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North Korea fires railway-borne missiles

North Korea to set up proper railway-borne missile operating system across the country.

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North Korea fired two railway-borne tactical guided missiles, state media reported Saturday, the country’s third weapons test this month despite a volley of new United States sanctions.

South Korea’s military said it had detected the launch of two short-range ballistic missiles Friday afternoon, just hours after Pyongyang accused the United States of “provocation” over fresh sanctions.

The tests were held to “check and judge the proficiency in the action procedures of the railway-borne regiment,” Pyongyang’s official KCNA news agency said.

North Korea test fired missiles from a train for the first time in September 2021.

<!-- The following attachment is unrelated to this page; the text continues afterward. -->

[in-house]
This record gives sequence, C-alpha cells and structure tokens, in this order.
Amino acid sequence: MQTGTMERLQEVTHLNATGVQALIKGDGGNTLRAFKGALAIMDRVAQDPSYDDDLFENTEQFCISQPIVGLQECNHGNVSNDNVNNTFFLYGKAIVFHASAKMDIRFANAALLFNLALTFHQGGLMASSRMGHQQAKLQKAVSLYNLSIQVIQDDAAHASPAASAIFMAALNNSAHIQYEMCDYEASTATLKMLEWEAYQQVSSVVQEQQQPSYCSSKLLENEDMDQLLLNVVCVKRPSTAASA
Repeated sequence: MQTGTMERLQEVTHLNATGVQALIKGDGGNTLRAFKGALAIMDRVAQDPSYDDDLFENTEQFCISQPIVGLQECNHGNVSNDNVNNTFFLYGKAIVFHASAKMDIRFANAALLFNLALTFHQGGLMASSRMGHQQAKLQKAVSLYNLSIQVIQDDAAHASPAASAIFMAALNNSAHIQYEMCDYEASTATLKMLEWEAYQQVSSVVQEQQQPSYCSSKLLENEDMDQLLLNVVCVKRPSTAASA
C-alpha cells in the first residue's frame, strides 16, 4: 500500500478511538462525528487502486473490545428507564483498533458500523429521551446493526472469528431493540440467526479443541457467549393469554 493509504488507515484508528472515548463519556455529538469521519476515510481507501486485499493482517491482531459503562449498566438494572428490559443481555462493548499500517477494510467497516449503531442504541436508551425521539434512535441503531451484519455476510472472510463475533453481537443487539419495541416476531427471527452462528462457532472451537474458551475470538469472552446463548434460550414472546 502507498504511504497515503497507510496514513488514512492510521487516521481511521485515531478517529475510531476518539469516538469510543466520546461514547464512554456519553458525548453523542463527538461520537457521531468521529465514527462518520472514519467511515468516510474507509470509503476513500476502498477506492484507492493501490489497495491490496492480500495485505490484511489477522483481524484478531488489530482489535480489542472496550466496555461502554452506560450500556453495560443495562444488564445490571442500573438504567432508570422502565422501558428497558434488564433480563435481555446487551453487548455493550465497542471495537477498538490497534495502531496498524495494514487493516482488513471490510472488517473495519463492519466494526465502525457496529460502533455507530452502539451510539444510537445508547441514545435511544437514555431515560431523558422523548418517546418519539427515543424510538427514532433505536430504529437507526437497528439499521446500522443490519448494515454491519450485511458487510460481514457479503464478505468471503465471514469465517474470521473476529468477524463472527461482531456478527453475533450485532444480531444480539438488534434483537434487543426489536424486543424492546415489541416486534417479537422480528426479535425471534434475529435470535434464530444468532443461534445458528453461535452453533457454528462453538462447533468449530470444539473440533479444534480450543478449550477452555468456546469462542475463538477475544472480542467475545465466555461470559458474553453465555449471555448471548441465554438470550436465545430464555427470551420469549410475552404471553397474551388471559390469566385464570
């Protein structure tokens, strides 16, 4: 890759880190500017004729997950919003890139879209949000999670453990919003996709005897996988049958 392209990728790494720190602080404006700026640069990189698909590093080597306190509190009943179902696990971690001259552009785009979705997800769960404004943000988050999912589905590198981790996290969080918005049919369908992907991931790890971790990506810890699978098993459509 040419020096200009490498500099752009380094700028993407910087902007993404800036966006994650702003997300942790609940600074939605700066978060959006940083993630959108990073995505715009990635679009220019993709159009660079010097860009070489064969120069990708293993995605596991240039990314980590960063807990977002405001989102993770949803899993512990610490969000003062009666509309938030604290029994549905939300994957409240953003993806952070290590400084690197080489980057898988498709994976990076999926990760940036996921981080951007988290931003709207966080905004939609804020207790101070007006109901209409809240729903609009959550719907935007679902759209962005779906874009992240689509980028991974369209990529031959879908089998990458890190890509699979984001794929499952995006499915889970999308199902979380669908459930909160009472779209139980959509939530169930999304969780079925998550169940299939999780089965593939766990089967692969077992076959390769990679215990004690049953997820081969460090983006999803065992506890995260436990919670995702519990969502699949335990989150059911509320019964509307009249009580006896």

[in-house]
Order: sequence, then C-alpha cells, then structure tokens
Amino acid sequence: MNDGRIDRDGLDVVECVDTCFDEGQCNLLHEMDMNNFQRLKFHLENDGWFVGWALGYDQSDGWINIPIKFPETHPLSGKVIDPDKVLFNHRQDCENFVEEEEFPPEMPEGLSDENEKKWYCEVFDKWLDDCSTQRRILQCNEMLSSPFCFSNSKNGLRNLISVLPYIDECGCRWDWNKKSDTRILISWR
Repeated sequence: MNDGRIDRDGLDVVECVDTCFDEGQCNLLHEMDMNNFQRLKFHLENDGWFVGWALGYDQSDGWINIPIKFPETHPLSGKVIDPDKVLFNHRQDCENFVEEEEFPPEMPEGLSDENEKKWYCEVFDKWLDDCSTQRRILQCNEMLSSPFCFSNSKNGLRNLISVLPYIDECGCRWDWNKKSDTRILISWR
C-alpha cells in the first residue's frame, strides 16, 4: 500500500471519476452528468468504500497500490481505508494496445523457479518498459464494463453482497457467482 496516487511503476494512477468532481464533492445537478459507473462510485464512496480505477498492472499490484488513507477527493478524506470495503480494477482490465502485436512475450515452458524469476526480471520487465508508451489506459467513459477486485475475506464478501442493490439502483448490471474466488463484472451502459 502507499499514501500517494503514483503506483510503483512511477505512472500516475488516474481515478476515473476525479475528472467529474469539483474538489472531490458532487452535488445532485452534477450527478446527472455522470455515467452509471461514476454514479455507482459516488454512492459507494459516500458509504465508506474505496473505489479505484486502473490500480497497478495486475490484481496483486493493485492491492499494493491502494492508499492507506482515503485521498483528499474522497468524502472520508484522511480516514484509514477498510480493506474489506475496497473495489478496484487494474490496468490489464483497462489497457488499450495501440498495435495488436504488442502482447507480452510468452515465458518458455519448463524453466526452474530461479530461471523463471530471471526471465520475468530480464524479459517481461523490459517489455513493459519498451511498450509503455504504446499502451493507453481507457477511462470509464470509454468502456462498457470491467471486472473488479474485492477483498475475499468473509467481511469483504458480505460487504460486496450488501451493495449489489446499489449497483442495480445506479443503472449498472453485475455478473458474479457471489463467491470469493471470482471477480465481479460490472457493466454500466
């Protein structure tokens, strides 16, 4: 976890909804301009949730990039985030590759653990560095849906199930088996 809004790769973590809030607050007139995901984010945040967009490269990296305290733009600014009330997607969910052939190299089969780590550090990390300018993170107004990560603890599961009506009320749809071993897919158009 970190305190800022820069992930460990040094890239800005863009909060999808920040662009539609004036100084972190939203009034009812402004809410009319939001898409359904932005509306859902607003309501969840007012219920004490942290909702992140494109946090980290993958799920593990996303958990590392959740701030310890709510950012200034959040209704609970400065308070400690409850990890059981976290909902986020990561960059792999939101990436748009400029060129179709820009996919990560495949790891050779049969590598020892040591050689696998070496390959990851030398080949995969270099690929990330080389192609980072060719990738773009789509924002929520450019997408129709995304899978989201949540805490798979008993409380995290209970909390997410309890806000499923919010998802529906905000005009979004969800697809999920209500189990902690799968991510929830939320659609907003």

Friday’s launch “demonstrated high manoeuvrability and rate of hits,” KCNA said.

Read more: N.Korea tests new railway-borne missile system to strike ‘threatening forces’

“Issues were discussed to set up proper railway-borne missile operating system across the country,” the report added.

Seoul’s Joint Chiefs of Staff said Friday’s launches flew a distance of 430 kilometres (270 miles) at an altitude of 36 kilometres.

It was Pyongyang’s third weapons test this month, following what it called two successful tests of hypersonic missiles on January 5 and January 11.

In response, the United States imposed new sanctions on Pyongyang this week, with Secretary of State Antony Blinken saying North Korea was likely “trying to get attention” with the string of missile launches.

Dialogue between Washington and Pyongyang remains stalled, and impoverished North Korea is also under a rigid self-imposed coronavirus blockade that has hammered its economy.

At a key meeting of North Korea’s ruling party last month, leader Kim Jong Un vowed to continue building up the country’s defence capabilities.

Read more: North Korea fires suspected ballistic missile hours before South Korea’s ‘peace’ railway launch

In response to the newly imposed sanctions, Pyongyang accused Washington of “intentionally escalating” the situation, saying it had a “legitimate right” to self-defence, a foreign ministry spokesman told state media.

AFP with additional input by GVS News Desk

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